Kia pro_cee’d GT-Line 1.0 T-GDI: small engine, big heart

Kia Pro_cee'd 1.0 T-GDI
Kia pro_cee'd 1.0 T-GDI

Kia pro_cee’d GT-Line – that ‘tiger nose’ grille is fast becoming a common sight on Britains roads.

Kia products have come on in leaps and bounds over the last few years, and can no longer be seen as cheap-and-cheerful underdeveloped offerings. Trim and quality levels are now at least as good as the mainstream manufacturers, and edging towards comparison with the premium brands.

One area where they have been lagging though is in their power units, which have until very recently been less than market leading in terms of economy and emissions, increasingly important in these days of  ‘dieselgate’. All this is about to change however, as Kia have just developed a range of new petrol and diesel engines which on paper take economy and emissions to highly competitive levels.

The new 1.0-litre, three-cylinder, direct-injection T-GDi (ecoTurbo) unit was announced at the Geneva Motor Show earlier this year and was designed to meet Kia’s stringent internal targets for reducing fuel consumption and emissions. Kia intends to follow a similar path in downsizing 70 per cent of its internal combustion engines in the next few years. The T-GDi units are eventually destined to be used in a number of models, but make their debuts in the cee’d family.

There are two versions, delivering 98 or 118bhp, for the cee’d and pro_cee’d, while the Sportswagon is available with the higher-powered unit. Both develop 172Nm of torque over a wide range from 1,500rpm to 4,000rpm, ensuring outstanding driving flexibility

They are 998cc engines developed in-house at Kia’s Namyang research and development facility in Korea, and have been engineered to require 10 to 15 per cent less fuel than Kia’s outgoing 1.4-litre multi-point injection or 1.6-litre GDi petrol direct-injection units, with similar reductions in emissions. Depending on model, fuel economy is up to 57.6mpg, with CO2 emissions as low as 113g/km.

The lesser-powered version accelerates the cee’d and pro_ceed from 0-60mph in less than 12.5 seconds and on to a top speed of 114mph. The high-power unit reduces the 0-60 time by two seconds and raises the maximum speed by 4mph, depending on body variant.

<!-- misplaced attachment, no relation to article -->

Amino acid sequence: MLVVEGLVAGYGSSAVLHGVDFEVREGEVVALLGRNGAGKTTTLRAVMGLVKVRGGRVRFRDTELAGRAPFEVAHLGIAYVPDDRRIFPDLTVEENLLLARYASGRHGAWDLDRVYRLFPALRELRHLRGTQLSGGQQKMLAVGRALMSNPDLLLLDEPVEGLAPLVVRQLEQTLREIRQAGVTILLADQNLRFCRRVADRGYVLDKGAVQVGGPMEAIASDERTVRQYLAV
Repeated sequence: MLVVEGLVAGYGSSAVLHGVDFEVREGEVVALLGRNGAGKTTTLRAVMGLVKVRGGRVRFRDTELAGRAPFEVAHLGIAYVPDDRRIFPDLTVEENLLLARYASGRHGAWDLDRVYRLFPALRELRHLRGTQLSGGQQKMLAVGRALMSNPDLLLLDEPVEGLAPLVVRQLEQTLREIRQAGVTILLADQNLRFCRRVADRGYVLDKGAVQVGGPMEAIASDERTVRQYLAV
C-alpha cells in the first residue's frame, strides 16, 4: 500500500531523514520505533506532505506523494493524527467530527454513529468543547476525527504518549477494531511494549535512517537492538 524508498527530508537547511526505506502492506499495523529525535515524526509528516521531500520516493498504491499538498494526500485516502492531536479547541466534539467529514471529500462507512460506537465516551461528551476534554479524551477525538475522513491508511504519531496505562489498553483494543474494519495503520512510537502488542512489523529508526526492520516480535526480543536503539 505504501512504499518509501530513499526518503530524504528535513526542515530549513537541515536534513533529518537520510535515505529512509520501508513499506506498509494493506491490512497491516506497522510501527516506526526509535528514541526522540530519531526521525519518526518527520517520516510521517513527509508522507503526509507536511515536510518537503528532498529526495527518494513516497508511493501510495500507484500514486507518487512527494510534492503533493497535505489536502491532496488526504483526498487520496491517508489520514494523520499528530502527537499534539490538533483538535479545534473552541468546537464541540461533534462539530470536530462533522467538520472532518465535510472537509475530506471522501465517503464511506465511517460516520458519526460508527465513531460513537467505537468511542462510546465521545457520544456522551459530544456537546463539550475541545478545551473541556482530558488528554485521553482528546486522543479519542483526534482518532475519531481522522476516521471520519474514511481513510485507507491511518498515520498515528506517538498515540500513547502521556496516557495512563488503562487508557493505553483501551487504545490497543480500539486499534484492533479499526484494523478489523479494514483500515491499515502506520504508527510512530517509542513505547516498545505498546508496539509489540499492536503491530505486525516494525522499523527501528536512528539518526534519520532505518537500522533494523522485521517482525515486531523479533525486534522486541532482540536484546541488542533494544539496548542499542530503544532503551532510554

The new petrol engines are technically advanced, with features such as an electrically-driven turbocharger wastegate, aimed at quicker response and better fuel economy. Integrated exhaust manifolds should ensure that the catalytic converter temperature is kept as high as possible to improve emissions, whilst a dual-thermostat split cooling system is fitted which allows the block and cylinder heads to be cooled independently. The main thermostat controls the flow of coolant to the cylinder heads above 88º C to reduce knocking, while the engine block thermostat shuts off coolant flow above 105º C to reduce friction and improve efficiency.

With such an impressive technical specification, we were therefore keen to try a cee’d with the higher-powered version of the new 1.0 litre petrol engine to see if it was as good as the manufacturers claim.

From the outside the car – a 3-door version of the cee’d, confusingly called a pro_cee’d – looks good, with almost understated styling lines almost akin to a Golf, and far removed from the over-fussy lines of, say, the latest Honda Civic range. As has been noted before in these pages, the Kia “tiger-nose” grille is becoming steadily recognisable and attractive, unlike the frontal treatment of certain other manufacturers who seem to have run out of ideas to keep their trademark grille stylish (you know who you are, BMW……………). The new GT-Line exterior trim level adds a number of external adornments such as LED daytime running lights, which thankfully blend fairly well into the overall style of the cee’d rather than appearing to be aftermarket add-ons.